By CLANCY DuBOS and JOE RASPANTI
Former Mayor Ray Nagin’s federal trial on 21 public corruption charges was postponed again last week — for the third time. The former mayor is now set to stand trial on Jan. 27, 2014. If and when Nagin does go to trial — or if he pleads to a reduced charge — it will be the final chapter of Hurricane Katrina’s political arc.
Guilty or innocent, Nagin’s fate will bring closure to a city that arguably suffered as much after the storm as during it, thanks in large measure to the former mayor’s failure to implement a recovery program with any traction.
Nagin faces six counts of bribery, one count of conspiracy, one count of money laundering, nine counts of wire fraud and four counts of filing false tax returns. All of those are major felonies, which means Nagin faces a lot of jail time, even if he’s convicted on just one or two counts.
Federal prosecutors often pile on charges, sometimes adding one or two “minor” counts. In addition to having evidence of multiple crimes, prosecutors use the threat of lengthy jail time to leverage guilty pleas to lesser crimes with reduced sentences. At the end of the day, a win is a win.
Earlier this week, for example, former St. Tammany Parish Coroner Peter Galvan pleaded guilty to one count of conspiring to steal money from the coroner’s office, which carries a maximum sentence of five years. That’s serious jail time, but it’s a lot less than Galvan might have drawn had he gone to trial facing multiple counts of public corruption.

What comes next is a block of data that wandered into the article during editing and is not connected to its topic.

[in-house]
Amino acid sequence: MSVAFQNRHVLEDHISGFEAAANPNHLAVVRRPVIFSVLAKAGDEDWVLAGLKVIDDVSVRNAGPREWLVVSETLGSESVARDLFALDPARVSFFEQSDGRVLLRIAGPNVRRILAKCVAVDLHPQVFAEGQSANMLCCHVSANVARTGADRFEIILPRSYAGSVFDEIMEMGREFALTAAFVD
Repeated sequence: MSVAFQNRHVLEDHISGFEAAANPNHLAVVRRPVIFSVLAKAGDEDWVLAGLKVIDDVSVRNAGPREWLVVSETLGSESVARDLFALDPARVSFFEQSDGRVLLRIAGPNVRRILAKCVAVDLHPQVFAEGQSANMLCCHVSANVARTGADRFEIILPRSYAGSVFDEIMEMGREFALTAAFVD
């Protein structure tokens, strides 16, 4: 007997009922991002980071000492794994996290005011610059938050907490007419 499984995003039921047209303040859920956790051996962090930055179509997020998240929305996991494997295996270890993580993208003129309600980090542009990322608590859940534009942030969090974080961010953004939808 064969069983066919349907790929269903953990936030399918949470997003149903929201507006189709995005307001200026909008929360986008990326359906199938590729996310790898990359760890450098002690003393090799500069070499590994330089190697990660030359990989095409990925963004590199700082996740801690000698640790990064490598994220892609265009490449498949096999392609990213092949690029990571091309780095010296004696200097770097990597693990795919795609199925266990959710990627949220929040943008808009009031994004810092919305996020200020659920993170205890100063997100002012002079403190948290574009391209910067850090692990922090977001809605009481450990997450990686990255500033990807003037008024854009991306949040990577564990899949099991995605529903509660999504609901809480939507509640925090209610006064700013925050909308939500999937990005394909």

In Nagin’s case, a conviction on all 21 counts would send him to jail for a very long time, possibly longer than the 17-plus years given to Mark St. Pierre, the former City Hall tech vendor who rolled the dice and went to trial on 53 bribery counts rather than accept a plea deal. St. Pierre was convicted on all 53 counts. Now he’s anxious to testify against Nagin, hoping it will get him a reduction in sentence.
If convicted of even one count, all of the other counts against Nagin would still factor into his sentence as “relevant conduct” under the federal sentencing guidelines. The former mayor thus faces a lengthy prison term for any conviction — and the fact that he was a public official at the time of his alleged crimes enhances his potential jail time.
Four years ago, Gov. Bobby Jindal hoodwinked lawmakers, the public and most of the Louisiana Press Association into supporting legislation that he uses to keep virtually all his administration’s records from public view. He also uses his enormous power to prevent that law from being overturned or narrowed.